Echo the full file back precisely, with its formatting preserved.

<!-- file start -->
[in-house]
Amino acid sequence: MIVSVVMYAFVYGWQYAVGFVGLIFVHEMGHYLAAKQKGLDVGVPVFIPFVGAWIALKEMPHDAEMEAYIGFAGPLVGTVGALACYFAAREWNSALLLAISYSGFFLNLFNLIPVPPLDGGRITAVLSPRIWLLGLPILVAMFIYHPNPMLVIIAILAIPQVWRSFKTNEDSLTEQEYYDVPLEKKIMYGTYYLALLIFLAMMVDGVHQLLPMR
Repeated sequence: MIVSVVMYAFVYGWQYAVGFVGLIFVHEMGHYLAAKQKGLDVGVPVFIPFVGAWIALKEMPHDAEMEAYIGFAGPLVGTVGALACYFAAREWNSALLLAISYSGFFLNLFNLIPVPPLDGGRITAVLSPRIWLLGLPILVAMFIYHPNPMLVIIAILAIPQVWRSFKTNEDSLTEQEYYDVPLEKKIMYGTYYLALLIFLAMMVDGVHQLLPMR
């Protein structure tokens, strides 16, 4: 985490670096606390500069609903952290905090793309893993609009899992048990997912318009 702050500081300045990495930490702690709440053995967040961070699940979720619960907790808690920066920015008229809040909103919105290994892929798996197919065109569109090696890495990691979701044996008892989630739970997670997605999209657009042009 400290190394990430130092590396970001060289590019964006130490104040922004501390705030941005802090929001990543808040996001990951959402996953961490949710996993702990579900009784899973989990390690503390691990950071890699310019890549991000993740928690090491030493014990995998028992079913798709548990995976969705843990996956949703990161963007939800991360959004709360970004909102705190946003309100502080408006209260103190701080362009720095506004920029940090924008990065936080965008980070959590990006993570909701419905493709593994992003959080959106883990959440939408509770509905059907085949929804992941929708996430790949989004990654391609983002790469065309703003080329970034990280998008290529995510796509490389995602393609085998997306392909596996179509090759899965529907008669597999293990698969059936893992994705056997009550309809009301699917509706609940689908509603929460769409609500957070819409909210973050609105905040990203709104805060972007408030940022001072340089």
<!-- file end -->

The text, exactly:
[in-house]
Amino acid sequence: MIVSVVMYAFVYGWQYAVGFVGLIFVHEMGHYLAAKQKGLDVGVPVFIPFVGAWIALKEMPHDAEMEAYIGFAGPLVGTVGALACYFAAREWNSALLLAISYSGFFLNLFNLIPVPPLDGGRITAVLSPRIWLLGLPILVAMFIYHPNPMLVIIAILAIPQVWRSFKTNEDSLTEQEYYDVPLEKKIMYGTYYLALLIFLAMMVDGVHQLLPMR
Repeated sequence: MIVSVVMYAFVYGWQYAVGFVGLIFVHEMGHYLAAKQKGLDVGVPVFIPFVGAWIALKEMPHDAEMEAYIGFAGPLVGTVGALACYFAAREWNSALLLAISYSGFFLNLFNLIPVPPLDGGRITAVLSPRIWLLGLPILVAMFIYHPNPMLVIIAILAIPQVWRSFKTNEDSLTEQEYYDVPLEKKIMYGTYYLALLIFLAMMVDGVHQLLPMR
């Protein structure tokens, strides 16, 4: 985490670096606390500069609903952290905090793309893993609009899992048990997912318009 702050500081300045990495930490702690709440053995967040961070699940979720619960907790808690920066920015008229809040909103919105290994892929798996197919065109569109090696890495990691979701044996008892989630739970997670997605999209657009042009 400290190394990430130092590396970001060289590019964006130490104040922004501390705030941005802090929001990543808040996001990951959402996953961490949710996993702990579900009784899973989990390690503390691990950071890699310019890549991000993740928690090491030493014990995998028992079913798709548990995976969705843990996956949703990161963007939800991360959004709360970004909102705190946003309100502080408006209260103190701080362009720095506004920029940090924008990065936080965008980070959590990006993570909701419905493709593994992003959080959106883990959440939408509770509905059907085949929804992941929708996430790949989004990654391609983002790469065309703003080329970034990280998008290529995510796509490389995602393609085998997306392909596996179509090759899965529907008669597999293990698969059936893992994705056997009550309809009301699917509706609940689908509603929460769409609500957070819409909210973050609105905040990203709104805060972007408030940022001072340089």